- The Washington Times - Monday, July 22, 2002

Jim Zawacki has worn his patriotism on his sleeve since September 11 but doesn't hide his disappointment with President Bush's decision in March to slap tariffs on imported steel.
Mr. Zawacki's answering machine message at GR Spring and Stamping Inc. in Grand Rapids, Mich., tells callers that "the elimination of terrorism and support of our president" must be the nation's highest priority.
But Mr. Zawacki, the company president, is wrestling with dramatically higher steel prices as a result of the tariffs, which he said have dealt a heavy blow to his business of manufacturing seldom-seen automobile parts, such as sun-visor frames.
Out of loyalty to Mr. Bush, the 200-employee company chose not to stockpile cheaper steel as the March deadline for imposing the duties approached. It has paid dearly.
"I never thought he would do it," Mr. Zawacki said.
Nearly six months after President Bush hit steel imports with tariffs of as much as 30 percent, companies that fashion steel into a range of other products say they are the real losers. Skyrocketing prices created by a tariff wall around the United States in some cases increases of 30 percent since March have driven business toward foreign companies that have lower steel costs, according to Mr. Zawacki and others in the business.
The steel industry, which lobbied aggressively for the tariffs, counters that manufacturers such as Mr. Zawacki have enjoyed abnormally low prices for the past few years prices that have forced more than a dozen U.S. steel producers into bankruptcy and that the duties do little more than level the playing field with foreign steelmakers.
"Prices are not rising," said Bob Johns, director of marketing at Charlotte-based Nucor Corp., a company that makes steel products. "Prices are returning to normal levels."
The war of words this year between the producers and users of steel marks the latest installment in a debate that has raged for at least 20 years: Do tariffs help manufacturers at the expense of their own customers? Steel manufacturers say the tariffs are a justified response to years of "unfair" trading by foreign companies.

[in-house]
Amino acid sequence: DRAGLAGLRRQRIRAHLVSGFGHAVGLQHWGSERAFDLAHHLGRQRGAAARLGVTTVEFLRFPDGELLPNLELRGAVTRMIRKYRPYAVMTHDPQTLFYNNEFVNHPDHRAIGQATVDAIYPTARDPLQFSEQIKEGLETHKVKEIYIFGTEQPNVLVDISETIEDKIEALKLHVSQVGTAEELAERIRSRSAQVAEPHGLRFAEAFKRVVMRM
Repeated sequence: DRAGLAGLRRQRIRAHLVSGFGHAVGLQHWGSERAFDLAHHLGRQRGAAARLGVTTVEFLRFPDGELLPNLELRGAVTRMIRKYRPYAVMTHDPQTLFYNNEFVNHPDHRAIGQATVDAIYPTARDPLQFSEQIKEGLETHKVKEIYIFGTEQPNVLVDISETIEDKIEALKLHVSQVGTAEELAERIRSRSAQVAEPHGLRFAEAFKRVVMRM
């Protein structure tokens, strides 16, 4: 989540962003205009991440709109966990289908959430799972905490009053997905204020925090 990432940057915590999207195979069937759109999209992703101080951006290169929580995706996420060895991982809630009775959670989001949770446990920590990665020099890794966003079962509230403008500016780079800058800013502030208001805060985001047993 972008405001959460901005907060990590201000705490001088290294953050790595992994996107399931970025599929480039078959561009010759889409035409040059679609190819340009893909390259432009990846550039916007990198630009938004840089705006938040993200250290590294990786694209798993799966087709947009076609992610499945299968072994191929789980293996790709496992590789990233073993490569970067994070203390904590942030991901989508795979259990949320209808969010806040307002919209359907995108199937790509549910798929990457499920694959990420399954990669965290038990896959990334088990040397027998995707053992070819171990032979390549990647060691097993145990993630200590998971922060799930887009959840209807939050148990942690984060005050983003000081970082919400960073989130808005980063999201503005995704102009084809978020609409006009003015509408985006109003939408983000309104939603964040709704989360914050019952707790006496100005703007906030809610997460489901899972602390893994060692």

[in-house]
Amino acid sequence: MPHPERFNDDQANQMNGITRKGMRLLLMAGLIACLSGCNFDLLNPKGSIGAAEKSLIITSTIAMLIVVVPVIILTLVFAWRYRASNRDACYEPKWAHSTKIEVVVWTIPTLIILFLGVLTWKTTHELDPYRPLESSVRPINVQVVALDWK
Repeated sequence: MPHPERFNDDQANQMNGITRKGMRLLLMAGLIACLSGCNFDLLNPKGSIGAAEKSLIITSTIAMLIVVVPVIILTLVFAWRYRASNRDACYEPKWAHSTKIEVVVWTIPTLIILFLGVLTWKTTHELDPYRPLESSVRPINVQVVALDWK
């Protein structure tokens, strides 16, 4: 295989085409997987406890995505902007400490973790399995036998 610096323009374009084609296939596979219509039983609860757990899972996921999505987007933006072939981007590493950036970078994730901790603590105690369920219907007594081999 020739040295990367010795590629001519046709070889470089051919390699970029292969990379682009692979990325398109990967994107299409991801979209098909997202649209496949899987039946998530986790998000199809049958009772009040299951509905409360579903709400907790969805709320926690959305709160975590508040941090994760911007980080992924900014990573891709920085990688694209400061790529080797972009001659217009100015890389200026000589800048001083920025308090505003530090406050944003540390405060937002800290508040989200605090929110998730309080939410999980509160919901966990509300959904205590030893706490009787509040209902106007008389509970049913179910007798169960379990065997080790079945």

For businesses such as Mr. Zawacki's, tariffs are nothing but trouble.
Early this year, GR Spring and Stamping had locked in a lucrative $6.5 million contract with a regular customer, whom Mr. Zawacki declined to identify, for a part that used more than 2 pounds of stainless steel. Mr. Bush's tariff of 30 percent added 75 cents to the part's cost, making the contract a net loss for the company.
"The tariff was the straw that broke the camel's back," he said.
Instead of renegotiating with Mr. Zawacki, the customer took its business to a French company, and another regular job went to Mexico, which will result in five layoffs in Grand Rapids, he said.
Mr. Johns dismisses stories like these as "part of a carefully orchestrated public relations campaign" by opponents of the tariffs such as the Consuming Industries Trade Action Coalition, a Washington group representing steel consumers. He adds that businessmen like Mr. Zawacki should have been aware that the tariffs were coming, given that planning for them began early last year.
"If people were planning an undisrupted business environment for this year, they're living in a cave with Osama bin Laden," he said.
Nucor recently financed a study by Peter Morici, a professor at the University of Maryland, which says steel prices have increased abroad as well, so there is no net disadvantage for U.S. steel users. Though he conceded that tariffs helped boost prices this year, such factors as currency rates and labor costs also affect the fortunes of companies such as Mr. Zawacki's.
"To some extent, the steel tariff did have a price effect," Mr. Morici said. "But there are other things happening to U.S. manufacturers apart from steel prices."
John Jenson, chairman of the Consuming Industries Trade Action Coalition, counters that Mr. Morici's contention is little more than a "lame attempt to justify protection for the steel industry."
"Is he seriously trying to tell us that high prices are not disruptive to U.S. consumers?" Mr. Jenson said.

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